Social Security 2023: 6 Things Boomers Can Expect
Baby boomers have been working their whole lives to build up the Social Security benefits they’re currently receiving or will start receiving soon. And this year, there’s a lot for them to know.
2023 is shaping up to be one of the most consequential years in the program’s history, and those born between the end of World War II and the mid-1960s have more skin in the game than any other age group. Here’s a look at what they can expect.
Boomers Are Better Classified Into Two Distinct Groups
Some people split baby boomers into two smaller groups, partly because the generation spans so many years, but also because their young life experiences were so radically different.
Early boomers, or leading-edge boomers, were born between 1946-1954 and are currently 69-77. Late boomers — sometimes called trailing-edge boomers or Generation Jones — were born between 1955-1964 and are currently 59-68.
Unlike the older set, most of their parents were not World War II veterans and they grew up with no military draft after the Civil Rights, Women’s Rights and other major political movements had already transpired.
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They’ll Be Eligible for Full Benefits at Different Ages
All early boomers have already reached their full retirement age, which is when you become eligible to collect 100% of your benefits. You can claim your benefits as young as 62, but the Social Security Administration (SSA) reduces your payment by 5/9 of 1% for every month you claim before your full retirement age.
For those born between 1943-1954 — all early boomers — the age is 66. For late boomers, the full retirement age varies by year of birth:
- 1955: 66 and two months
- 1956: 66 and four months
- 1957: 66 and six months
- 1958: 66 and eight months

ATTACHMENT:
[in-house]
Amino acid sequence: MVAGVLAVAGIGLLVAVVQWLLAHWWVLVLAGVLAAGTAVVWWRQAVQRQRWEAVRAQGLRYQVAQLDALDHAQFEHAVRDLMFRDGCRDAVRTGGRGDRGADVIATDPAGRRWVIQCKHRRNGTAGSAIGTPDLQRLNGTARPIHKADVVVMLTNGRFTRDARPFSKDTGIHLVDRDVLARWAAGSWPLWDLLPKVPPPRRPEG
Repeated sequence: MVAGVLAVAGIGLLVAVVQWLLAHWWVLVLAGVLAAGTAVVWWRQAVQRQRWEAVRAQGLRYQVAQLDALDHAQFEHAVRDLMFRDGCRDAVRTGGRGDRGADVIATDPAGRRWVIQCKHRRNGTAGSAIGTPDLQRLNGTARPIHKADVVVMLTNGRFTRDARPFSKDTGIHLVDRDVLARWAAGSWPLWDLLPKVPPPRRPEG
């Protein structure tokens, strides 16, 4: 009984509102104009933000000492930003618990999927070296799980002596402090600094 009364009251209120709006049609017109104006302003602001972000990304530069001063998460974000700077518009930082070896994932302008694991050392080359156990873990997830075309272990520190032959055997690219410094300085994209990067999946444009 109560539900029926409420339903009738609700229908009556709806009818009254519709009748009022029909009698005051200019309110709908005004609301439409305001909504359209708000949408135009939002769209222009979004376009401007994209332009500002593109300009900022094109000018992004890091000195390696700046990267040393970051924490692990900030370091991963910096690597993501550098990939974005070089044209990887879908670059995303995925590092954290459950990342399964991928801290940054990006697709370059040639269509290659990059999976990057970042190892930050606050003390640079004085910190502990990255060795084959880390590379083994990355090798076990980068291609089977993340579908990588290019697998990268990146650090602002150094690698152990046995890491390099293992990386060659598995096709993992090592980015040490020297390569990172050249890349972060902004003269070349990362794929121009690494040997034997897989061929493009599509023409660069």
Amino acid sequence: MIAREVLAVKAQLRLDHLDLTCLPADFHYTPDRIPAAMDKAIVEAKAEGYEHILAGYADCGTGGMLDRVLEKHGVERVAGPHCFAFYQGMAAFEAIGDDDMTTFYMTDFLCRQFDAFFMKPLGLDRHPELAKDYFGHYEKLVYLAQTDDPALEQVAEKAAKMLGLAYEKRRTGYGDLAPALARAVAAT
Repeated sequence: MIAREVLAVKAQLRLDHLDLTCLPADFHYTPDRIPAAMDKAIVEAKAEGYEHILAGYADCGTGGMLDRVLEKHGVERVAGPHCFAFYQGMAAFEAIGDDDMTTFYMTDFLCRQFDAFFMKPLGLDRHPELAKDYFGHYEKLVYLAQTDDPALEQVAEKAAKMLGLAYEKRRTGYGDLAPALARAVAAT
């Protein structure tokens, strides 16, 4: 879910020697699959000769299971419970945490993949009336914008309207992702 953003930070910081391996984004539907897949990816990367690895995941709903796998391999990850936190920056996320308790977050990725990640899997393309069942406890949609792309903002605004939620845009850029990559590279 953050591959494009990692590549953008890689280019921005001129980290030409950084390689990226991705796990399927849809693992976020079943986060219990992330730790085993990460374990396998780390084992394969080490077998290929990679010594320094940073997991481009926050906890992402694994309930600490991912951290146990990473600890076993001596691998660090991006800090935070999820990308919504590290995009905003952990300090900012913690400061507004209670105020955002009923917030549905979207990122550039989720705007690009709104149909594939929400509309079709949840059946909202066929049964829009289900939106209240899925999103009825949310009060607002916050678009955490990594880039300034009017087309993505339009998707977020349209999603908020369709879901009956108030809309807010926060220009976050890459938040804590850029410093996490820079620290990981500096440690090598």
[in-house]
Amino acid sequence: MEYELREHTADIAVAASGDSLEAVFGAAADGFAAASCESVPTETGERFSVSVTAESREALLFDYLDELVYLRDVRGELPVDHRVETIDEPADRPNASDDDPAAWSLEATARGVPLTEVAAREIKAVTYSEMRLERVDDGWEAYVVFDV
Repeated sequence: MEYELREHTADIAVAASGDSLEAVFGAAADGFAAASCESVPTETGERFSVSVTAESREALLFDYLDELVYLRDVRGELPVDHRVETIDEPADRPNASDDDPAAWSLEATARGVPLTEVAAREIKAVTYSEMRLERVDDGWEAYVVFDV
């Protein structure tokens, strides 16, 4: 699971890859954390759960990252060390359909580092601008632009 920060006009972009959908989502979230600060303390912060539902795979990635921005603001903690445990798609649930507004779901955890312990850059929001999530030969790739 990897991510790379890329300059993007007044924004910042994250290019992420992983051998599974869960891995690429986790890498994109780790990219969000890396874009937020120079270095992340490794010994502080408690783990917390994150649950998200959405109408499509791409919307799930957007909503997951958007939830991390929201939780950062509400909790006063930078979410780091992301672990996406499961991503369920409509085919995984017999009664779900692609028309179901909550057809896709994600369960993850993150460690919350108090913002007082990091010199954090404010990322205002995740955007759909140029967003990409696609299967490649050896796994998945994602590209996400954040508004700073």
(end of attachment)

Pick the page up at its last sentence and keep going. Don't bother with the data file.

- 1959: 66 and 10 months
- 1960 and later: 67
Some Boomers Can Still Collect Credits — Others Can’t
The SSA reduces benefits for early retirement, but it also increases benefits for those who wait. The SSA awards delayed retirement credits, which boost your payment by 2/3 of 1% for every month you put off collecting past your full retirement age.
That’s 8% per year for people born in 1943 or later, which includes all boomers — but credits stop accumulating when you turn 70. That means most early boomers can no longer collect delayed retirement credits, but all late boomers still can.
2024 Probably Won’t Bring a Repeat of This Year’s Massive COLA
Since 1975, the SSA has made annual cost of living adjustments (COLAs) to ensure benefits keep up with inflation, as recorded in the Consumer Price Index (CPI).
In the wake of 2022’s bruising inflation, the SSA announced an 8.7% COLA for 2023, which was substantial even compared to the unusually high 5.9% adjustment from the previous year. This year’s COLA was the highest since the 11.2% adjustment in 1981.
The extra 8.7% boosts the average retiree’s monthly check by $146 from $1,681 to $1,827.
Despite today’s stubbornly high inflation, there’s widespread agreement that next year’s COLA will be much more modest. The Senior Citizens League expects recipients to get a raise of 3% or less in 2024. Other industry organizations predict a COLA of less than 2% next year.
Maximum Taxable Earnings and Benefits Cap Rose, Too
Many boomers are still paying into the system through their payroll taxes. In 2022, their income was subject to Social Security taxes up to only $147,000. This year, the maximum taxable earnings jumped to $160,200. The Social Security tax is 6.2% or 12.4% for the self-employed.
Although younger boomers will see more of their earnings taxed to fund Social Security, those already receiving payments can collect more. The maximum full retirement age benefit increased from $3,345 per month in 2022 to $3,627 in 2023.
If You’re Still Working, You Can Earn More Without Penalty
Under the so-called retirement earnings test, retirees can continue working for income up to a certain amount without seeing a reduction in their Social Security benefits.
In 2023, those under full retirement age can earn $21,240 a year ($1,770 per month), up from $19,560 per year ($1,630 per month) in 2022. The SSA temporarily withholds $1 for every $2 earned above the threshold.
If you’re set to reach full retirement age in 2023 but you’re not there yet, you can earn $56,520 per year or $4,710 per month. After that, the SSA withholds $1 for every $3 earned above the limit. In 2022 it was $51,960 per year or $4,330 per month.
You can earn unlimited income and still collect benefits without penalty once you reach full retirement age.
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